What crops for new no-dig garden?

by Alex
(Sydney, NSW, Australia)

Just establishing my no-dig garden in Sydney, Australia (temperate climate). It's in a sunny position. What are good first crops to plant in early autumn? It seems that beetroot, beans, peas and root crops are not good first crops. I'm thinking of broccoli, brussels sprouts, spinach. Any suggestions or comments on my choices please.

Comments for What crops for new no-dig garden?

Click here to add your own comments

Apr 01, 2013
What to Plant in New No-Dig Garden NEW
by: Kiwi George

Hi Alex and welcome to the world of No-Dig gardening which from my experience it is a very rewarding horticultural system. Your decision hinges on a "Time/Space" question as if you have only a small area you will not want to "tie it up" with "long time to mature" vegetables so I suggest you plant the winter greens you listed as they will give you the best return for the space you have in the shortest time. If you have a number of No-Dig beds you can have some growing long maturing time crops and some fast maturing. I have seven No-Dig beds and use the anti disease crop rotation system which also allows me to grow a range of different maturing time crops. When I went No-Dig due to my heart status not leaving me enough energy to dig, I studied Organic Horticulture at Polytech (same as your TAFE)I am also 100% organic as I have heart and kidney problems and toxic sprays etc are off my agenda. There are also some very informative WWW sites, one of my favouites is Sustainable Gardening Australia. Good luck,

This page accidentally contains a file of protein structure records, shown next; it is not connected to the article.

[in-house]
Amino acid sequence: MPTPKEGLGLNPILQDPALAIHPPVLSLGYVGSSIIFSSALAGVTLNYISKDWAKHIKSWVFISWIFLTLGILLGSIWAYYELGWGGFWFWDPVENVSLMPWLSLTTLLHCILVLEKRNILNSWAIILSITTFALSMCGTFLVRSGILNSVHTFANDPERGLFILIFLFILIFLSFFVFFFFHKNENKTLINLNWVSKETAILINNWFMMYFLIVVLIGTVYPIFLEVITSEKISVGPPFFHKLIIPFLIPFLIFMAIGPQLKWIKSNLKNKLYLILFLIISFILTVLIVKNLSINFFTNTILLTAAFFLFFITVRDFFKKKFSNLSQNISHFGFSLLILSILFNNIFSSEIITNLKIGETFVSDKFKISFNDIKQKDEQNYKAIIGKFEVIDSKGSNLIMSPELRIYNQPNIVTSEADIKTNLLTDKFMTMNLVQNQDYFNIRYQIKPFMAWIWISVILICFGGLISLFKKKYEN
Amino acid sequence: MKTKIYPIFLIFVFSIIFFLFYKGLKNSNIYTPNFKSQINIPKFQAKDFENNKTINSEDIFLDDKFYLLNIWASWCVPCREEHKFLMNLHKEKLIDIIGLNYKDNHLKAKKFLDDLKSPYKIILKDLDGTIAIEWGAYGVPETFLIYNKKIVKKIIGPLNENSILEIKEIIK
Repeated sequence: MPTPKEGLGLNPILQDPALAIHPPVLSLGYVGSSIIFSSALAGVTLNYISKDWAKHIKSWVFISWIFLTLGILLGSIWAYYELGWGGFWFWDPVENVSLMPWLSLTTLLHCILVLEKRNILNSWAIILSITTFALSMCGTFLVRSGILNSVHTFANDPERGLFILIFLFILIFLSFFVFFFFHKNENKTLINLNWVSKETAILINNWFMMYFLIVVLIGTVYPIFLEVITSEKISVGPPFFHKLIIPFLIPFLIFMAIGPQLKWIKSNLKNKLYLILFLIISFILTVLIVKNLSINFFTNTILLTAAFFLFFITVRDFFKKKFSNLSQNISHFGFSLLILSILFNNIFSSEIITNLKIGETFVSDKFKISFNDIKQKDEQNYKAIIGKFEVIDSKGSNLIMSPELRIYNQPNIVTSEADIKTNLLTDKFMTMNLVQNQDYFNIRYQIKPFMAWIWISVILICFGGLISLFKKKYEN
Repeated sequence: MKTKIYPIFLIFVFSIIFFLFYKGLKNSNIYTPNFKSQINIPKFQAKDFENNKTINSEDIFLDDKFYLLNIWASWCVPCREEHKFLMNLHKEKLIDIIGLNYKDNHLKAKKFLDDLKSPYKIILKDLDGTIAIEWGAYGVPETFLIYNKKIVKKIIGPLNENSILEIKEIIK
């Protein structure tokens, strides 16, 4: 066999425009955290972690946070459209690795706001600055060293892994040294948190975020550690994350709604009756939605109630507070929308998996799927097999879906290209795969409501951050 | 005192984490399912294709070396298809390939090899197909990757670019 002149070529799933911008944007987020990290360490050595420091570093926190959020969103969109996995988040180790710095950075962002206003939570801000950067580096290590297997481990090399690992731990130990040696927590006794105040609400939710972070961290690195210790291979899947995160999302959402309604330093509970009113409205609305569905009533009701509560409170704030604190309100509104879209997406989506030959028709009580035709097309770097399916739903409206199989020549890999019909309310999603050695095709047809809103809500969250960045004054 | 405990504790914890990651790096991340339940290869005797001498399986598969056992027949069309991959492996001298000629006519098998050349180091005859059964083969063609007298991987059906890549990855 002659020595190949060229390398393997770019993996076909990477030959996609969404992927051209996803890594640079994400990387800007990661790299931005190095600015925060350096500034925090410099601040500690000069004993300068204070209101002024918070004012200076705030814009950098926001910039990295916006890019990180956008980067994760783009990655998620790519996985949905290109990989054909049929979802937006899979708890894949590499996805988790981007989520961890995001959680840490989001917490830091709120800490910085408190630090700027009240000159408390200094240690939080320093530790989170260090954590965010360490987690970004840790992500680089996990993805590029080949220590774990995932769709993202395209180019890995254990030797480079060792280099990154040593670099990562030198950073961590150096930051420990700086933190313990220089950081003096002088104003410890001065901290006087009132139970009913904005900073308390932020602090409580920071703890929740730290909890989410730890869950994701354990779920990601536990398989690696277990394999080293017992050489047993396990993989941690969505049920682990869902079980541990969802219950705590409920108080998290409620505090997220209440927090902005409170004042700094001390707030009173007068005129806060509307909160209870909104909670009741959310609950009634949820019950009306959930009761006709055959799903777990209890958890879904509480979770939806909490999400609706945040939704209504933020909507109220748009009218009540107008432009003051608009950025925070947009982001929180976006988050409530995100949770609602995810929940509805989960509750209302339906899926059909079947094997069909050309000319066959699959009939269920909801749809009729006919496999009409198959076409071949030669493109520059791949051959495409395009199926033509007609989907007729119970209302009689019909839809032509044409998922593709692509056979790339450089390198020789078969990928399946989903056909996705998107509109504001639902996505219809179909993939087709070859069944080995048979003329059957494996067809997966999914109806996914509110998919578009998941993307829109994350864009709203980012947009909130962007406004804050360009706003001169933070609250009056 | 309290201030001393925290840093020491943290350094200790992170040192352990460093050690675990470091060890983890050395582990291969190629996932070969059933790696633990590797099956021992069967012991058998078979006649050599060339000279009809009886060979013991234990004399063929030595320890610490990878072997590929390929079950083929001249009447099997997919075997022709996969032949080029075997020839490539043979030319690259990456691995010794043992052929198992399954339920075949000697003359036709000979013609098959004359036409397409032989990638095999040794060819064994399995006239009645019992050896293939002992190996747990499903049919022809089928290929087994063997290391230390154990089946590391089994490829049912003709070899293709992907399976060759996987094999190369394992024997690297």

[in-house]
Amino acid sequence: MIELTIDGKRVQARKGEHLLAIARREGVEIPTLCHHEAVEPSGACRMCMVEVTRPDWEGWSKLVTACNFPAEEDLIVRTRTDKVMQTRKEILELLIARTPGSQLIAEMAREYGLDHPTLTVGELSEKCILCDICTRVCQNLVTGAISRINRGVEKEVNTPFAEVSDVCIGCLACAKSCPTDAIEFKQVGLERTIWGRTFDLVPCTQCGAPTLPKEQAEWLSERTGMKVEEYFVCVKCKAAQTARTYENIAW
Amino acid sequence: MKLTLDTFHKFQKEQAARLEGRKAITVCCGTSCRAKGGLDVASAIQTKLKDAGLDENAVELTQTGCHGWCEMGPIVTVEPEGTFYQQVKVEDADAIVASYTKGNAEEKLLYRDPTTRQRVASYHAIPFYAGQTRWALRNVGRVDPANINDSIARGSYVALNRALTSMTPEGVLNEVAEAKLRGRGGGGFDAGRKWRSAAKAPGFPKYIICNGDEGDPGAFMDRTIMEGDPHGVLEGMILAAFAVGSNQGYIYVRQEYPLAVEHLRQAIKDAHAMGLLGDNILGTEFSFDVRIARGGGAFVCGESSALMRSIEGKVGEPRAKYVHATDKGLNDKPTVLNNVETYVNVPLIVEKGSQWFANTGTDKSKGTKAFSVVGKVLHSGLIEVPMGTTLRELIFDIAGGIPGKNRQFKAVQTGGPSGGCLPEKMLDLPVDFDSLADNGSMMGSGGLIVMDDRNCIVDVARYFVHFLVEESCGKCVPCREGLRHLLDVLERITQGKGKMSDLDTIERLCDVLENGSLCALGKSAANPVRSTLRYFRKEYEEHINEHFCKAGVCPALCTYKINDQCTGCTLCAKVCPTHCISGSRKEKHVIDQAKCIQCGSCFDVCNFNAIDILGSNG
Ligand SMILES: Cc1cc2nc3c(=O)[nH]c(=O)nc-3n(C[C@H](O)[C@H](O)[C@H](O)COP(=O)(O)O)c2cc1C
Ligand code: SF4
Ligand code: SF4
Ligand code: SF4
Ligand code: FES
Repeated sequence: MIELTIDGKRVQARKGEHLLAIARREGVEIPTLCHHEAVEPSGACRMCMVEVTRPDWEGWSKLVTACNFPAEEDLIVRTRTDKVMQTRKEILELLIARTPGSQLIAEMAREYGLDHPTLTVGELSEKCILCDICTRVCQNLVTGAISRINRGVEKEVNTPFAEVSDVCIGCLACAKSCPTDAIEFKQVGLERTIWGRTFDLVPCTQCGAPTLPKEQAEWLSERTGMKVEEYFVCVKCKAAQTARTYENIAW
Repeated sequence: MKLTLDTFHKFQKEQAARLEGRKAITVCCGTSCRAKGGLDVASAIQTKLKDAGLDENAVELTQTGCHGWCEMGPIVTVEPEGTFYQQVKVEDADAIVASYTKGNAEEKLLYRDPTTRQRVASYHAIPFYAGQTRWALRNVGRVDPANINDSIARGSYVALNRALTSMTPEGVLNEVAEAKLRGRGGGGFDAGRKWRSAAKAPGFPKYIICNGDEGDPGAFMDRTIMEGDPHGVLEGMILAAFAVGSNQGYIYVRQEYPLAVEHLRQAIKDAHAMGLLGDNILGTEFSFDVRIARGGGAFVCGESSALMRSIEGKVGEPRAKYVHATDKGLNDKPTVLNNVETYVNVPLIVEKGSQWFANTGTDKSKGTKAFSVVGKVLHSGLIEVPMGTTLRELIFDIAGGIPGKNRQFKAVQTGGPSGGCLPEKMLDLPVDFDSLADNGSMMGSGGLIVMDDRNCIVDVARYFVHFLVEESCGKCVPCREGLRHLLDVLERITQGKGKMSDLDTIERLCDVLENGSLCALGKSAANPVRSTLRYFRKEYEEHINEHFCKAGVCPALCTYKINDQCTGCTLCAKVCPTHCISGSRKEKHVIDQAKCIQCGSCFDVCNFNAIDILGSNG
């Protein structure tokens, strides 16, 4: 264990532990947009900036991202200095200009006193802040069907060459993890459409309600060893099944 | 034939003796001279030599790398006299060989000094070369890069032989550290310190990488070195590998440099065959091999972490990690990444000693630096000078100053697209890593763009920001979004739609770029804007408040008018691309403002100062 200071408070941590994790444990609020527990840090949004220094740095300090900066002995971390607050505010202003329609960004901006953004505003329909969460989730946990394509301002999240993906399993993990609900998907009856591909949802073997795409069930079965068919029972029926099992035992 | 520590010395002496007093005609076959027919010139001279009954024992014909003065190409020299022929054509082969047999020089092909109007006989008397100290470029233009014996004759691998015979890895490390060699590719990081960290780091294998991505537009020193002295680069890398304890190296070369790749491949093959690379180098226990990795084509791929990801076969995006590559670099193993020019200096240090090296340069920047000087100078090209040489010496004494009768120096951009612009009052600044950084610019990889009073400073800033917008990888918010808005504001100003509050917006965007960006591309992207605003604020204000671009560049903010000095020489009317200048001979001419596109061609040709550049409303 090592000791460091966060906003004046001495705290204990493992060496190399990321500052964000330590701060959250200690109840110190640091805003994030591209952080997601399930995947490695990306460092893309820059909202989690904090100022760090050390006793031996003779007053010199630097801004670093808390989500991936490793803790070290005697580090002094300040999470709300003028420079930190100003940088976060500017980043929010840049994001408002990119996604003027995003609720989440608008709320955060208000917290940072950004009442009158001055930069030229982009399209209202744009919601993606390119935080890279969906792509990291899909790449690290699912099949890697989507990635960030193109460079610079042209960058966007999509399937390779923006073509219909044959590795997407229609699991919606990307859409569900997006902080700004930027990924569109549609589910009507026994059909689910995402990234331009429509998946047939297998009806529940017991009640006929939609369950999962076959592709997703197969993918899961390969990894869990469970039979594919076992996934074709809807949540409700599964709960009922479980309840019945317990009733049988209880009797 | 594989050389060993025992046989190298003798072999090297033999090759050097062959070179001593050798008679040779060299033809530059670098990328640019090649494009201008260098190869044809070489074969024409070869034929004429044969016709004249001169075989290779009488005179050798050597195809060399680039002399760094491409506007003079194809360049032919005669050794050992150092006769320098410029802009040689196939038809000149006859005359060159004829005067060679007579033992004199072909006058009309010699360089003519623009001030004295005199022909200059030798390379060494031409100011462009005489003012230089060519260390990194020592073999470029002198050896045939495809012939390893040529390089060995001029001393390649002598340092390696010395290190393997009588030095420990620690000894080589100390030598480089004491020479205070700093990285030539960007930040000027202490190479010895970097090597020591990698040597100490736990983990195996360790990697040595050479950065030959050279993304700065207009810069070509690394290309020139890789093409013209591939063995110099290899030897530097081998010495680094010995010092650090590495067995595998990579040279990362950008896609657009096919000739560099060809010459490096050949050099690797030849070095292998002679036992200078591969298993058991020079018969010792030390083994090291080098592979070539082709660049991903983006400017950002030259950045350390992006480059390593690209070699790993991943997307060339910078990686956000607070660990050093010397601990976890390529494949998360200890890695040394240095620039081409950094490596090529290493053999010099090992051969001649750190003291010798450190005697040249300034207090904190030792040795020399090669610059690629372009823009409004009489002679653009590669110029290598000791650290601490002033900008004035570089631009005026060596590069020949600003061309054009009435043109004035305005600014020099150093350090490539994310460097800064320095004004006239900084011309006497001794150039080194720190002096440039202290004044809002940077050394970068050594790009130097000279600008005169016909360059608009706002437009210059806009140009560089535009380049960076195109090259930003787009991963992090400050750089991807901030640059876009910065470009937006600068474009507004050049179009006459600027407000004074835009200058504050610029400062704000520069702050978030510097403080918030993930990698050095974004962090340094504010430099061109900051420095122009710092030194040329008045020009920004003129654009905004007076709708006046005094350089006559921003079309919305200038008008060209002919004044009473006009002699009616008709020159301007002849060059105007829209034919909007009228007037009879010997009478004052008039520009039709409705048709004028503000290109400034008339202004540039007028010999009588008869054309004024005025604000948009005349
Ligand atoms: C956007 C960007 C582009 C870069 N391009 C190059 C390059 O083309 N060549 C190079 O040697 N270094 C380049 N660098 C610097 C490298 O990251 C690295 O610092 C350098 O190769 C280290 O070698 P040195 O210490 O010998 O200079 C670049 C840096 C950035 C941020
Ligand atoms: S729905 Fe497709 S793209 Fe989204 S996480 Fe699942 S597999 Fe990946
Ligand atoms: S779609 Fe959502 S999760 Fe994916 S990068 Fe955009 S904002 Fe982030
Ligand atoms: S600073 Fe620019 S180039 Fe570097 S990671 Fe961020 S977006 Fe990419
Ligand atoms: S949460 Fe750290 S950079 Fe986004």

Kiwi Georg

Apr 02, 2013
Thanks NEW
by: Alex

Thanks George. I may establish another bed later, but will hasten slowly.

Apr 02, 2013
No-Dig NEW
by: kiwi george

Hi Alex. Further to my first comments, if you do start a second No-Dig bed and plant root crops, be aware that the length of the roots can be very long as the soil is so loose. Last year I grew parsnips 50cm long and the carrots were not far behind as I had added 1/4 by volume of coarse river sand to ensure the roots had a clear run. I have also established five "Lasagne" style compost heaps using horse/sheep manure, seaweed, lawn and hedge clippings and as the No-Dig beds are top dressed with this compost every year and after many years the level of my garden soil has risen to the extent I have fitted extra boards to retain it. The upside is that there is so much humus in the soil that our current "no external watering" rules due to the driest summer I can remember, do not bother me as the soil retains the moisuture so well. I have also found that the local "moggies" find my very friable soil a very good "dirt box" so be warned.
Regards
George

Apr 07, 2013
FIrst planting NEW
by: Alex

Well, I planted my first crops today - Brussels sprouts, celery, mignonette lettuce and spinach. We've had a couple of days rain and more forecast, but it doesn't look that way at present. We shall see.

Apr 08, 2013
No-Dig NEW
by: Kiwi George